Wherever white-rot and brown-rot fungi are ineffective wood degraders, tunnelling bacteria are likely to play a major role in carbon recycling. Although the use of preservatives that are toxic to humans is being increasingly restricted in Australia and New Zealand, there may still be huge quantities of discarded copper–chrome–arsenic-treated timbers in landfill sites, and tunnelling bacteria can play an important role in degrading these timbers.

If it is proved that tunnelling bacteria can also break down the components of copper–chrome–arsenate, and therefore reduce their toxicity, the residues leached into aquatic environments from landfill sites will not be as damaging to aquatic organisms. The potential also exists to deploy these bacteria to clean up environments polluted with other toxic substances.

Decontaminated wood can also serve as a source of nano­-cellulose for high-value composite products. In nature, the degraded wood material can also serve as a source of shelter and nutrients for a wide variety of organisms, such as millipedes.

Economic, Historical and Cultural Importance

Ancient wooden constructions recovered from archaeological expeditions can reveal the culture of the period in which the objects were created. They can also inform us of climate conditions of the past through growth rings engraved annually during wood formation. However, unless wooden constructions are found in extreme conditions that are unfavourable to wood-destroying microorganisms, such as dry sand and the extremely low temperatures of the Arctic and Antarctic regions, they are generally degraded by fungi and bacteria over time and can be in a state of fragmentation.

Understanding the nature and state of degradation is helpful for conserving and restoring ancient wooden objects – often from hundreds of fragments – as reconstruction requires specific technologies to bring the objects to their near-original forms. Some familiar examples include the ancient wooden ships Mary Rose and Cog, which sunk in ocean waters and became buried in sea floor sediments. Microscopic examination of recovered pieces prior to restoration work suggests that wood cell wall degradation was mainly caused by bacteria. The images obtained gave fine detail about the integrity of wood tissues, and this formed the basis for developing and employing effective restoration technologies.

Bacteria and fungi can cause significant economic losses by destroying timbers in buildings and other constructions. Recent examples are leaky houses in Auckland built just over a decade ago. These were designed to give a Mediterranean look and were built from untreated or inadequately treated timber frames that were constantly exposed to humid conditions. This left the timber frames open to microbial attack, and they reached the point of collapse within a few years of construction. The replacement costs have been estimated to be billions of dollars.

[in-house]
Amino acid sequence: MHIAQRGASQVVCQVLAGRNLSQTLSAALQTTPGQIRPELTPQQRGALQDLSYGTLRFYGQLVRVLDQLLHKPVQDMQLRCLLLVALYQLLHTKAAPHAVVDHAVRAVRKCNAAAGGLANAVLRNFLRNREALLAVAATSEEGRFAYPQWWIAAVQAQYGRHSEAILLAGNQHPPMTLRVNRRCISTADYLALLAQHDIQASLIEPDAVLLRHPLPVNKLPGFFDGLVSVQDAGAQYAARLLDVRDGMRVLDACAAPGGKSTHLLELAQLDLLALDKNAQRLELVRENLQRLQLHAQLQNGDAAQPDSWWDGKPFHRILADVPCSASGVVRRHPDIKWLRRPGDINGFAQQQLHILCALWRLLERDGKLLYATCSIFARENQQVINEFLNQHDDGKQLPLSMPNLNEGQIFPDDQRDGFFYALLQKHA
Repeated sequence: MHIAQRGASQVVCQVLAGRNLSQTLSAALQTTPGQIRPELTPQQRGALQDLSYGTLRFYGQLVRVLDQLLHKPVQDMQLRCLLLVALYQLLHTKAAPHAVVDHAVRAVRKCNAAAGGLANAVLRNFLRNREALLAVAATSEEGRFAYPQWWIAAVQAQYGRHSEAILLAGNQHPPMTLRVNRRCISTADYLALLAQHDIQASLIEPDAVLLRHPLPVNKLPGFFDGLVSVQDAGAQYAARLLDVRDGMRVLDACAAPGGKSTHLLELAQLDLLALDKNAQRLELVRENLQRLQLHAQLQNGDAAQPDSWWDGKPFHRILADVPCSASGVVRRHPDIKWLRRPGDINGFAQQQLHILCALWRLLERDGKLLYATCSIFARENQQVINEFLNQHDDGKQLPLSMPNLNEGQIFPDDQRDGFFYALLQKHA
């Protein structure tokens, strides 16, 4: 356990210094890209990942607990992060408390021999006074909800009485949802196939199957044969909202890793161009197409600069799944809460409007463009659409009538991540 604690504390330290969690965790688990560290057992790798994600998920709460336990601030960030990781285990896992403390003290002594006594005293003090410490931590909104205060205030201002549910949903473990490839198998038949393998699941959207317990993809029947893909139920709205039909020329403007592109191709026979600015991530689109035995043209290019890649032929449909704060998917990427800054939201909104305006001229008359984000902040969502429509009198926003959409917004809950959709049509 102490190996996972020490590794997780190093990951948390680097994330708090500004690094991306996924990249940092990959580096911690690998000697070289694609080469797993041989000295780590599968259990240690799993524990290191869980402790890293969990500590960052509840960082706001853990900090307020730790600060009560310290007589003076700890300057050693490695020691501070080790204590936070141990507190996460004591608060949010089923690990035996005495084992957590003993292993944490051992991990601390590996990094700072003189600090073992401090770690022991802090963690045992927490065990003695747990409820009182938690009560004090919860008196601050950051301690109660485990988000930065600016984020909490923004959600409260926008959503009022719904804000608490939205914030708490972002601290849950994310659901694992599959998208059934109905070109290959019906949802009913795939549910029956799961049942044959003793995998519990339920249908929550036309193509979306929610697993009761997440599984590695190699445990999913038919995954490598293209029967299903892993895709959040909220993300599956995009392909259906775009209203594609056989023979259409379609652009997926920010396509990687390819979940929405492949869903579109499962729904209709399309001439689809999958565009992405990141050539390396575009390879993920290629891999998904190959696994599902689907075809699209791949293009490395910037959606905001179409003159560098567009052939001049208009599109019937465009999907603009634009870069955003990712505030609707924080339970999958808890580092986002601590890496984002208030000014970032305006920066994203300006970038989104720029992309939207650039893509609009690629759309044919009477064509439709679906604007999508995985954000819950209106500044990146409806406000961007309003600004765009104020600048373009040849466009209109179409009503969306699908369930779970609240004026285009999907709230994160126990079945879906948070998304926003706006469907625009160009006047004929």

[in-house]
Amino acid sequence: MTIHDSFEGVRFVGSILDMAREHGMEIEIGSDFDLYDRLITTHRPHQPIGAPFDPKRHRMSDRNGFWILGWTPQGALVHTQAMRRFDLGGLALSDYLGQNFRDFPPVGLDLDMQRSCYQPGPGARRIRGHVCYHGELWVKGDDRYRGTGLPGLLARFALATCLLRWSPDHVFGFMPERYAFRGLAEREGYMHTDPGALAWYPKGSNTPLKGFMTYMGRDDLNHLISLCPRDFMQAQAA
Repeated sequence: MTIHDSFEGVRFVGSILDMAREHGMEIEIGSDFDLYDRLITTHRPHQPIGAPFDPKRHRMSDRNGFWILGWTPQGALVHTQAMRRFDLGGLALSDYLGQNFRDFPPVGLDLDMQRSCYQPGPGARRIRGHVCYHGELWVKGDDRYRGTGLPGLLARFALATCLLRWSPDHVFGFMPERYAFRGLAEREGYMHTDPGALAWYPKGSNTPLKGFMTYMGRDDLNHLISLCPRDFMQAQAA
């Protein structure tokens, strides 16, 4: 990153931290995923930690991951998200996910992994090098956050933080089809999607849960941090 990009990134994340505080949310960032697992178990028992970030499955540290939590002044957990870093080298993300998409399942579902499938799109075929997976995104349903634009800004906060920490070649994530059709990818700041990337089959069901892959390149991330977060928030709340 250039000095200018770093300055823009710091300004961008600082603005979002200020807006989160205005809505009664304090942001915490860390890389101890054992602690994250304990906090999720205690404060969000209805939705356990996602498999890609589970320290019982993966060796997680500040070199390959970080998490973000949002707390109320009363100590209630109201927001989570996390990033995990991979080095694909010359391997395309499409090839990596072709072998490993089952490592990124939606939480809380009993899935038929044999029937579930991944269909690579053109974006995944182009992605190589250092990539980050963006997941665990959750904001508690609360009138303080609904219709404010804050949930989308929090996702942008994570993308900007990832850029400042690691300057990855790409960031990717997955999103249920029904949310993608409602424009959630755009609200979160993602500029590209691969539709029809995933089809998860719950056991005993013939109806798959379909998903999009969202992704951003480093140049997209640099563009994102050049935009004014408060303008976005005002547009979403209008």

Diagnostic work only investigated the role of fungal species because of the perception that fungi cause greater damage to wood than bacteria, and there was a lack of expertise in recognising bacterial decay by investigating authorities. However, it is likely that bacterial tunnelling was also present, as tunnelling bacteria often co-exist with soft-rot fungi in soils and other humid environments.

Future Directions for Research

The discovery of wood destroyed by bacteria that tunnel through cell walls is based on microscopic examination of wood samples obtained from natural environments, as well as those exposed to isolated mixed bacterial cultures in the laboratory. However, it has not been possible to identify their taxonomy with any degree of certainty due to difficulties isolating these bacteria in a pure culture. This is an area of future work that can benefit from the application of modern molecular biology to clearly understand how tunnelling bacteria carry out cell wall degradation and conversion into nutrients.

All bacteria, including these single-celled tunnelling bacteria, multiply and form a colony. It is well-known that bacteria behave responsibly within a colony and communicate with their own kind as well as with other types in mixed colonies in order to efficiently utilise substrates and determine the colony size. Probing into the nature of communication among tunnelling bacteria will be a rewarding challenge since wood cell walls are a nanoporous substrate with pore sizes measuring only 2–4 nm.

Recent investigations have shown that bacterial communication relies on the production and release of small chemical substances. This would mean that the extracellular substances that tunnelling bacteria produce for communication within wood cell walls will have to be smaller than 2 nm. Obtaining substrates that are degraded exclusively by tunnelling bacteria and then characterising substances that facilitate communication will be a huge challenge. But the success will bring not only scientific but also application benefits, as bacterial control strategy can be based on targeting communication substances.


Adya Singh is an Honorary Research Fellow at The University of Auckland. Thomas Nilsson is an Emeritus Professor at the Swedish University of Agricultural Sciences.